Isaac Cohen

The job market in the United States has again surprised positively most observers. Last week, the Labor Department said 336,000 new jobs were created in September, from the revised figure of 227,000 in August, while the unemployment rate remained unchanged at 3.8 percent.

Job creation during 33 consecutive months is remarkable, because it is happening despite the central bank’s monetary policy tightening, raising interest rates in 19 months over 5 percent, unseen in 22 years.

Almost 70 percent of the September job creation was concentrated in three sectors: hospitality and leisure (96,000), government (73,000) and healthcare (65,900), with the first two sectors regaining the employment levels both had reached before the pandemic. Average hourly wages increased moderately, 0.2 percent since August and 4.2 percent since a year ago in September, below the rate of inflation.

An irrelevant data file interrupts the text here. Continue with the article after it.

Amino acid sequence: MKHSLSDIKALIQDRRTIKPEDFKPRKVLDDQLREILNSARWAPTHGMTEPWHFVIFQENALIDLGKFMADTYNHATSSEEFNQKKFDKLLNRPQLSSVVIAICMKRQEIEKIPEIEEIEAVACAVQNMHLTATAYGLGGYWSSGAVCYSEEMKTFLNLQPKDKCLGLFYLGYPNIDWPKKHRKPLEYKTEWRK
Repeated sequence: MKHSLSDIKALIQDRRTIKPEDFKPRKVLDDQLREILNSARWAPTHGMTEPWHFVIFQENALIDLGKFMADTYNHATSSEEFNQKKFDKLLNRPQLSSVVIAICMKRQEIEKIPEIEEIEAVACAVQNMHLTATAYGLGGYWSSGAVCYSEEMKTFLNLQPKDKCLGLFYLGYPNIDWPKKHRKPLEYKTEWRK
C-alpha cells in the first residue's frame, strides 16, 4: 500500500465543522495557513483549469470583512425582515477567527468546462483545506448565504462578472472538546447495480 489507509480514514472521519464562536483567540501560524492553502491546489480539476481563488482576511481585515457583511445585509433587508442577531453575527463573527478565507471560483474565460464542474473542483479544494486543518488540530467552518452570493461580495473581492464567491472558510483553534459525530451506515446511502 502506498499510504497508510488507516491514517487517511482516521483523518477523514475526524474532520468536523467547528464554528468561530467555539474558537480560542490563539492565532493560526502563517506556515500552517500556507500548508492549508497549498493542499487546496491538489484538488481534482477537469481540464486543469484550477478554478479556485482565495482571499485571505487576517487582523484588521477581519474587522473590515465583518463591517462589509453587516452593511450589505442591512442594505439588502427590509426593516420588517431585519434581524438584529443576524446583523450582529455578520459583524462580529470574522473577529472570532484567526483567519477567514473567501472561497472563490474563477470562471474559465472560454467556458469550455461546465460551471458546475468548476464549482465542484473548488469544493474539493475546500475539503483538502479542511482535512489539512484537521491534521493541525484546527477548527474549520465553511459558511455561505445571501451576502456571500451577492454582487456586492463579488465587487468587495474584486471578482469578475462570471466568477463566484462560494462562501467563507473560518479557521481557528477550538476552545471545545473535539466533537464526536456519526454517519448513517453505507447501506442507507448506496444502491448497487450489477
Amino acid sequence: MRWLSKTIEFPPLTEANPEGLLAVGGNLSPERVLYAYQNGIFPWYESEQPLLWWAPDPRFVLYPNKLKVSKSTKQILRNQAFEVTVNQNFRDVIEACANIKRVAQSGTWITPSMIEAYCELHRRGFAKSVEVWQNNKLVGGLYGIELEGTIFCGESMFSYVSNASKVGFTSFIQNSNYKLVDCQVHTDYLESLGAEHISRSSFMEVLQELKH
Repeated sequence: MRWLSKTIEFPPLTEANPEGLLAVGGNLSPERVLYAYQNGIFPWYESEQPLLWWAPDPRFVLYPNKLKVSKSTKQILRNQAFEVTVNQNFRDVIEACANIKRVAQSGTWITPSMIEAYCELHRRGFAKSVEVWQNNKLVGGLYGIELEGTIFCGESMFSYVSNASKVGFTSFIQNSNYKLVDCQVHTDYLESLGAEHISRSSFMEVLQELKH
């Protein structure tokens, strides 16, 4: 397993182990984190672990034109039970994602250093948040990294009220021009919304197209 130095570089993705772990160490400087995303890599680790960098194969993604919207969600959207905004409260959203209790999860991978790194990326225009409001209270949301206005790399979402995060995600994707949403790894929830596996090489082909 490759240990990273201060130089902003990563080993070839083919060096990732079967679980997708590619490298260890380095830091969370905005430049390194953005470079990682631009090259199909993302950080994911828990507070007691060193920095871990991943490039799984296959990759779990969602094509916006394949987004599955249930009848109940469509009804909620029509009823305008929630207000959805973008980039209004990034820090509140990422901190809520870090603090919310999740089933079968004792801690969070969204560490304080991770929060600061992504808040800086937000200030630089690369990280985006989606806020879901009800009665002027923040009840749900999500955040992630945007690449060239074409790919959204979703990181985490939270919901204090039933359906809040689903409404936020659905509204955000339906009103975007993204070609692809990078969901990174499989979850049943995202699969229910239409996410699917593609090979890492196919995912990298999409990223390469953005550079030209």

This will be the last employment report that will be available before the central bank’s Open Market Committee meeting, scheduled for October 31 and November 1. Together with another report on inflation, to be released on October 12, the strength of the labor market is an indicator which supports those who anticipate there may be another interest rate increase before the end of the year.


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